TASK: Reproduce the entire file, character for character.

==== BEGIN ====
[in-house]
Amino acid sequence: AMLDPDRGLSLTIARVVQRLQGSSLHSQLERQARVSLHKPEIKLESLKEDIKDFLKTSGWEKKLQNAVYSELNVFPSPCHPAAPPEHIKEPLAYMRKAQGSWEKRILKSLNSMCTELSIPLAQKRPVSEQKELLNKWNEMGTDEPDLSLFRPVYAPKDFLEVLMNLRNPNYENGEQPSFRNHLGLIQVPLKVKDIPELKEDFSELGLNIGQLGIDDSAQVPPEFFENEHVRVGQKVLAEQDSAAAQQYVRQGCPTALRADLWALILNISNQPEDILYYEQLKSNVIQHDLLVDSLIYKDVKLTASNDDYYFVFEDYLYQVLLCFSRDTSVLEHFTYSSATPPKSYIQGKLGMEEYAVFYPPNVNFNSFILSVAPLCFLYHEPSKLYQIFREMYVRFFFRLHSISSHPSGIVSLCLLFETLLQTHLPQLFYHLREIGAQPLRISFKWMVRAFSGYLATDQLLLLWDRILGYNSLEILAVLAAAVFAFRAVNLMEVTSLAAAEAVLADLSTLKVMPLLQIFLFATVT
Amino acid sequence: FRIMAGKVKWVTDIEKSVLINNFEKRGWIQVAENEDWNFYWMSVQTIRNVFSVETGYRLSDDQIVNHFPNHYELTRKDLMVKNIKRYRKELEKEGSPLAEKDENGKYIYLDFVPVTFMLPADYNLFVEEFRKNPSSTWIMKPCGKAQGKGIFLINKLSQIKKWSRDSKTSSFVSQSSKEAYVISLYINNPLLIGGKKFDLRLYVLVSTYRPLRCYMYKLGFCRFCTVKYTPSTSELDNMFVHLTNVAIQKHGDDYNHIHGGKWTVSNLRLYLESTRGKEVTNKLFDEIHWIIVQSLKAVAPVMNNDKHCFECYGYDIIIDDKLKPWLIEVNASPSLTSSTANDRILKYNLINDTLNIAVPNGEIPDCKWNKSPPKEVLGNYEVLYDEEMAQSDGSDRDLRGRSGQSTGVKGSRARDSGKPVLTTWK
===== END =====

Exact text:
[in-house]
Amino acid sequence: AMLDPDRGLSLTIARVVQRLQGSSLHSQLERQARVSLHKPEIKLESLKEDIKDFLKTSGWEKKLQNAVYSELNVFPSPCHPAAPPEHIKEPLAYMRKAQGSWEKRILKSLNSMCTELSIPLAQKRPVSEQKELLNKWNEMGTDEPDLSLFRPVYAPKDFLEVLMNLRNPNYENGEQPSFRNHLGLIQVPLKVKDIPELKEDFSELGLNIGQLGIDDSAQVPPEFFENEHVRVGQKVLAEQDSAAAQQYVRQGCPTALRADLWALILNISNQPEDILYYEQLKSNVIQHDLLVDSLIYKDVKLTASNDDYYFVFEDYLYQVLLCFSRDTSVLEHFTYSSATPPKSYIQGKLGMEEYAVFYPPNVNFNSFILSVAPLCFLYHEPSKLYQIFREMYVRFFFRLHSISSHPSGIVSLCLLFETLLQTHLPQLFYHLREIGAQPLRISFKWMVRAFSGYLATDQLLLLWDRILGYNSLEILAVLAAAVFAFRAVNLMEVTSLAAAEAVLADLSTLKVMPLLQIFLFATVT
Amino acid sequence: FRIMAGKVKWVTDIEKSVLINNFEKRGWIQVAENEDWNFYWMSVQTIRNVFSVETGYRLSDDQIVNHFPNHYELTRKDLMVKNIKRYRKELEKEGSPLAEKDENGKYIYLDFVPVTFMLPADYNLFVEEFRKNPSSTWIMKPCGKAQGKGIFLINKLSQIKKWSRDSKTSSFVSQSSKEAYVISLYINNPLLIGGKKFDLRLYVLVSTYRPLRCYMYKLGFCRFCTVKYTPSTSELDNMFVHLTNVAIQKHGDDYNHIHGGKWTVSNLRLYLESTRGKEVTNKLFDEIHWIIVQSLKAVAPVMNNDKHCFECYGYDIIIDDKLKPWLIEVNASPSLTSSTANDRILKYNLINDTLNIAVPNGEIPDCKWNKSPPKEVLGNYEVLYDEEMAQSDGSDRDLRGRSGQSTGVKGSRARDSGKPVLTTWK